§ MR. E. BALL
said, he wished to inquire if the Chancellor of the Exchequer had taken into his consideration the inconvenience and loss sustained by the maltster from his being obliged to find securities for the payment of malt duties, and the great hardship that persons so becoming securities made their entire property responsible for the said duties, and were prohibited from disposing of any portion of their estate in lands or houses?
THE CHANCELLOR OF THE EXCHEQUER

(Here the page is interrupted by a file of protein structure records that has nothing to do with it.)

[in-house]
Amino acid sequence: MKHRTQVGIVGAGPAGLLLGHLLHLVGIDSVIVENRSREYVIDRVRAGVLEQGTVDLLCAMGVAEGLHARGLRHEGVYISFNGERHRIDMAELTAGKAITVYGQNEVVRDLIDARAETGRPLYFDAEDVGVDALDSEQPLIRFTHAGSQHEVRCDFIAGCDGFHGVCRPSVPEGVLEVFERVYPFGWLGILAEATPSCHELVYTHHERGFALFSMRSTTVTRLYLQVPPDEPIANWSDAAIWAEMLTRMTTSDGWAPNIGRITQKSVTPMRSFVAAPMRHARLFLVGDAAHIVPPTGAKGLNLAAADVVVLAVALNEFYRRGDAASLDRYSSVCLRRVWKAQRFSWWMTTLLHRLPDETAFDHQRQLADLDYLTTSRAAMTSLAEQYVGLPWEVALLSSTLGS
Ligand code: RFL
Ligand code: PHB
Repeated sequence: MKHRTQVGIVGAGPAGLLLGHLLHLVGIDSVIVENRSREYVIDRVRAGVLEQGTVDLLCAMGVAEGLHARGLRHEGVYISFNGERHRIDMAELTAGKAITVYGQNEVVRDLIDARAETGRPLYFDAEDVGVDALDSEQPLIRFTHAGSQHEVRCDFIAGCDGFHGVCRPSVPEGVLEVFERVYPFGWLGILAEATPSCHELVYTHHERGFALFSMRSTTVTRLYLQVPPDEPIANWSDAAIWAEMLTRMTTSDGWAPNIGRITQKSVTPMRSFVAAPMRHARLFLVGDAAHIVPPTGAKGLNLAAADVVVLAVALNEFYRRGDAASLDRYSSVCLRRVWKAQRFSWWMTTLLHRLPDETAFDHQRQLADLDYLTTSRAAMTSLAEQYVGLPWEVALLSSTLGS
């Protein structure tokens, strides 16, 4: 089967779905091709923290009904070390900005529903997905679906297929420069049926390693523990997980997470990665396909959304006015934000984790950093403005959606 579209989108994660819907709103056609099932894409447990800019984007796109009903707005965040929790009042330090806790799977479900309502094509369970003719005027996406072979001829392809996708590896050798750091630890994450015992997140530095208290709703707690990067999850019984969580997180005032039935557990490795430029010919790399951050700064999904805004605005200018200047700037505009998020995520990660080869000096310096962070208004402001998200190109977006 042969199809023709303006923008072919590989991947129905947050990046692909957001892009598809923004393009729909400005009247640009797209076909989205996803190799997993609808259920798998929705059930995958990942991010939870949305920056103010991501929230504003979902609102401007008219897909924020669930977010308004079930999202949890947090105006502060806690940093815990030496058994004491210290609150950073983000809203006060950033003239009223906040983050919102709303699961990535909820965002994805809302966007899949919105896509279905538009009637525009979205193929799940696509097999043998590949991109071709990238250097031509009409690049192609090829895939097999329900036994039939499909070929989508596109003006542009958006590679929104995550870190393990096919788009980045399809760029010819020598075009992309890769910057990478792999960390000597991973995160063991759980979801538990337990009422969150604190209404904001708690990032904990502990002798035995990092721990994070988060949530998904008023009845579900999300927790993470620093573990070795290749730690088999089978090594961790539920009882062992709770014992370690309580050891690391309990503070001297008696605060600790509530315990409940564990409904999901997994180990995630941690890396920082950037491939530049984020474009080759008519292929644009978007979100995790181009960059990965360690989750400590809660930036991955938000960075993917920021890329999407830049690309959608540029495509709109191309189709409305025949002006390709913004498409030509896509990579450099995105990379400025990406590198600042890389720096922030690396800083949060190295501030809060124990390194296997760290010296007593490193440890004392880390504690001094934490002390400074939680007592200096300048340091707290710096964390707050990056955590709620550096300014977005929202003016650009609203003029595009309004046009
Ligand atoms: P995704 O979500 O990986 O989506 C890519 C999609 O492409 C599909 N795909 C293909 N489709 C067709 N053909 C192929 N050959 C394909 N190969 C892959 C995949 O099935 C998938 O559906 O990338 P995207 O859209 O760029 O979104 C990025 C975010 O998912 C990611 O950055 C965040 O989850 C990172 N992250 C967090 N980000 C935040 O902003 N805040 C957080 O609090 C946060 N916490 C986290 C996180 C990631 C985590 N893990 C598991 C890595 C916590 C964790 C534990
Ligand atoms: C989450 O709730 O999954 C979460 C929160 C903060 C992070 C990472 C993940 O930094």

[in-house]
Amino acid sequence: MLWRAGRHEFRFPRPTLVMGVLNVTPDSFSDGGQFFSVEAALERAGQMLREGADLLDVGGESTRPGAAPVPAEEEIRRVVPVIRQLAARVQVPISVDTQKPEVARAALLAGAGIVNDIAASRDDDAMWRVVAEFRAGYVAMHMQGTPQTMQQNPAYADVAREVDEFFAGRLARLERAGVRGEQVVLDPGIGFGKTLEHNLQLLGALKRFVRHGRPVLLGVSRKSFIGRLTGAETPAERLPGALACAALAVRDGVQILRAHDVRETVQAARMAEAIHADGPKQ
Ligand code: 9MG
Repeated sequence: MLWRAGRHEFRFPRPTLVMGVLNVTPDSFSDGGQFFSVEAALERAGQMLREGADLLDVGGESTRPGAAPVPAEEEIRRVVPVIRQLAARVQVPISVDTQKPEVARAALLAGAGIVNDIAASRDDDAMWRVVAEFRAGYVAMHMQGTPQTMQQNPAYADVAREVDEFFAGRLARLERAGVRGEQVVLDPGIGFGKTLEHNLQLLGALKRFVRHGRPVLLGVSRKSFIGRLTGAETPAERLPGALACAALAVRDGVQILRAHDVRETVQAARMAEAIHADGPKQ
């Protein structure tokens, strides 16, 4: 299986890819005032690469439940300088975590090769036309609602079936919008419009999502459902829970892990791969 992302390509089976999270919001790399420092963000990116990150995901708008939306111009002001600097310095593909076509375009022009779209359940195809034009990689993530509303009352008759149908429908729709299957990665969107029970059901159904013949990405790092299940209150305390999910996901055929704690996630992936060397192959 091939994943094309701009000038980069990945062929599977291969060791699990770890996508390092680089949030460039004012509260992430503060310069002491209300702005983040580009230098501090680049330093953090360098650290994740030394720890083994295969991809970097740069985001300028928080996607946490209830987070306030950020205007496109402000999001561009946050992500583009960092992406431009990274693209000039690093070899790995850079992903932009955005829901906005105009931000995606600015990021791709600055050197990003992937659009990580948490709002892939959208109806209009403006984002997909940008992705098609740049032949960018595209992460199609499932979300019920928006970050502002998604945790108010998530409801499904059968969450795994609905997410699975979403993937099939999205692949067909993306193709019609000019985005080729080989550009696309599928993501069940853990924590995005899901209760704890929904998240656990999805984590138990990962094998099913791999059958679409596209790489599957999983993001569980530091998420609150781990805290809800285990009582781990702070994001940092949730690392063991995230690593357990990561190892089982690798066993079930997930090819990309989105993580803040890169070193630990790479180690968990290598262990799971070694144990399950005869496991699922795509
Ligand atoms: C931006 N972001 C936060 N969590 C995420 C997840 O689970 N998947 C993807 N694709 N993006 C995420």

stated that the particular grievance of which the maltsters complained was, that after their bonds had been registered in the Court of Common Pleas, there was no cheap or ready mode by which their obligations might be removed, after the necessity for the continuance of those obligations had ceased. He had made inquiry into the state of the law on the 886 subject, and should be prepared to propose the extension of the regulations which were introduced with respect to the bonds given in the Customs Department under a recent Act of Parliament. He believed that the extension of the regulation, as now applied to the Customs, to the Inland Revenue Department, would be sufficient to remove the grievances complained of, and he should propose a clause, giving effect to that extension, in the Bill relating to the excise and stamp duties, which would come under the consideration of the House on Wednesday next.